It’s a natural product that is devoid of any harsh chemicals or processed ingredients that can be too acidic for your skin.  Reduce your skin’s risk of attack from bacteria that lead to breakouts by keeping acidity levels in check.

3. Use lukewarm water to rinse your face

Hot water tends to be more drying and harsh and water that is too hot can cause redness and irritation.  Lukewarm water will help to accomplish the task at hand with minimal side effects.

4. Choose products rich in vitamins and antioxidants

It’s no secret that our natural skin has a tendency to respond better to more natural products.  Even some products containing natural elements with vitamins and antioxidants have benefits to restoring skin’s health.

5. Avoid hidden chemicals

If you don’t know what it is or how it got there or what it does – don’t use it.  Harsh chemicals are often damaging to the skin’s natural ability to regenerate skin cells and can lead to skin problems like eczema, psoriasis, and other skin disorders.

6. Choose gentle products with natural ingredients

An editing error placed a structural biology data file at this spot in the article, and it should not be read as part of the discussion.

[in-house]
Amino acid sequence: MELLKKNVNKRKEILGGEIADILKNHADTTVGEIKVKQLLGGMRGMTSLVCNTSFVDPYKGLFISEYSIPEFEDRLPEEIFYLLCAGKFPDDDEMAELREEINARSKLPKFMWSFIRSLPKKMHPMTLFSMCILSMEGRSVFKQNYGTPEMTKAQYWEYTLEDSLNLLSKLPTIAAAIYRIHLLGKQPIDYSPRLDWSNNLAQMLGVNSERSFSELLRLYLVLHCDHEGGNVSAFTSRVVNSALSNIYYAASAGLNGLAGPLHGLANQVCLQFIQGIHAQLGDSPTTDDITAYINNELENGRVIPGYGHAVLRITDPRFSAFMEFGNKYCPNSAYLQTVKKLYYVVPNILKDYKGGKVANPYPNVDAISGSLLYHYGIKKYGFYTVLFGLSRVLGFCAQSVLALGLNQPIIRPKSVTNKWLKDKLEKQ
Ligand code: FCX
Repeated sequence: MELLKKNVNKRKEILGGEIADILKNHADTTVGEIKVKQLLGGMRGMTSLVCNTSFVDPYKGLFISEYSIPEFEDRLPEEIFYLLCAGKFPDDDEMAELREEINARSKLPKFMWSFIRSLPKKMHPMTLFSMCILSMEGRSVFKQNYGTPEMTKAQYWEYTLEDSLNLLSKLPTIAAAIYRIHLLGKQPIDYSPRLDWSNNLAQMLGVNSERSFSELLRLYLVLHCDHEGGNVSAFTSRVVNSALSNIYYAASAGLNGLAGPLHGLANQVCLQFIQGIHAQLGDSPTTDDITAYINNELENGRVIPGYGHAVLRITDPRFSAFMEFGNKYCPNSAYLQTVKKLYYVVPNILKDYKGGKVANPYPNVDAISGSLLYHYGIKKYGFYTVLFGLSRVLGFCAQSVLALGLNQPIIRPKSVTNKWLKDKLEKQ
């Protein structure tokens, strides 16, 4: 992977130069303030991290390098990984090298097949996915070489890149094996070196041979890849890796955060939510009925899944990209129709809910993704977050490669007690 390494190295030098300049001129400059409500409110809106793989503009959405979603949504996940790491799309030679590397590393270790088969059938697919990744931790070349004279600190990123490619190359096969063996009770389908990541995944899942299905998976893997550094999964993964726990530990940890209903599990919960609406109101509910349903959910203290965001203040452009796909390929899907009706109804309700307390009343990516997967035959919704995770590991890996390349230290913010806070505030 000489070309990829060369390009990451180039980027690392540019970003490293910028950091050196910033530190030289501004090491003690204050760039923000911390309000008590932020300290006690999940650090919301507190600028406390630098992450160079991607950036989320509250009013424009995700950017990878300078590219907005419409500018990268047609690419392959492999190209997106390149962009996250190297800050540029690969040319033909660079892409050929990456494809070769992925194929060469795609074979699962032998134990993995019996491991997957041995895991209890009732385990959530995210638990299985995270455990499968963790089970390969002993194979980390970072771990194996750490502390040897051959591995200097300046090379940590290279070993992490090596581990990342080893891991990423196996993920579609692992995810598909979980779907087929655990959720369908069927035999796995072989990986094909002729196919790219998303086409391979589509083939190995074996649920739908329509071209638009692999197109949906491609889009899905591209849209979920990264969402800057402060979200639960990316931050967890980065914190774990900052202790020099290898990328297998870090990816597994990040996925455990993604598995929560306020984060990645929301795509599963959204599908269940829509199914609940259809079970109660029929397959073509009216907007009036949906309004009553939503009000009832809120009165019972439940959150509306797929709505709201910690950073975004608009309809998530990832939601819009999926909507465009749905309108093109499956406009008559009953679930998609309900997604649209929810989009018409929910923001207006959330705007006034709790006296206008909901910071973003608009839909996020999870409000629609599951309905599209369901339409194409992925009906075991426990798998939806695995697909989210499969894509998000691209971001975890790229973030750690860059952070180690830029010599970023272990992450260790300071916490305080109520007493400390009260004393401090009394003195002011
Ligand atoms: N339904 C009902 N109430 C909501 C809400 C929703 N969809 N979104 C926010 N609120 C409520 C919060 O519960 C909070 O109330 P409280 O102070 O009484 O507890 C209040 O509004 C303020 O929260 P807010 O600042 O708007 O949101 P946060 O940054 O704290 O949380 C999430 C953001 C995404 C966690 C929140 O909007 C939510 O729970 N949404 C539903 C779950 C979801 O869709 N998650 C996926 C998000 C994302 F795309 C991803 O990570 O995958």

Look for products that contain powerful natural ingredients instead of harsh chemicals. This Anti-Aging Foaming Facial Cleanser has been tested to be safe, even for sensitive skin, when it comes to your pH levels.

Naturally Balance your pH

If you’re looking to invest in some key ingredients to try testing different products at home and even create some of your own concoctions, here are some important ingredients you’ll need to get started:

Almond Oil 

An exceptionally effective carrier oil and the best for anti-aging.  Loaded with Vitamin E to replenish moisture and nourish the skin, almond oil  is super affordable and can be added to any product recipe that calls for ‘carrier oil’.  Not to mention, it’s great for every skin type.

Coconut Oil 

Another important oil with anti-fungal and anti-bacterial properties that are perfect for calming the skin.  It helps to sooth an irritated complexion and adds moisture to dehydrated skin.  Plus it smells amazing and can be added to just about anything.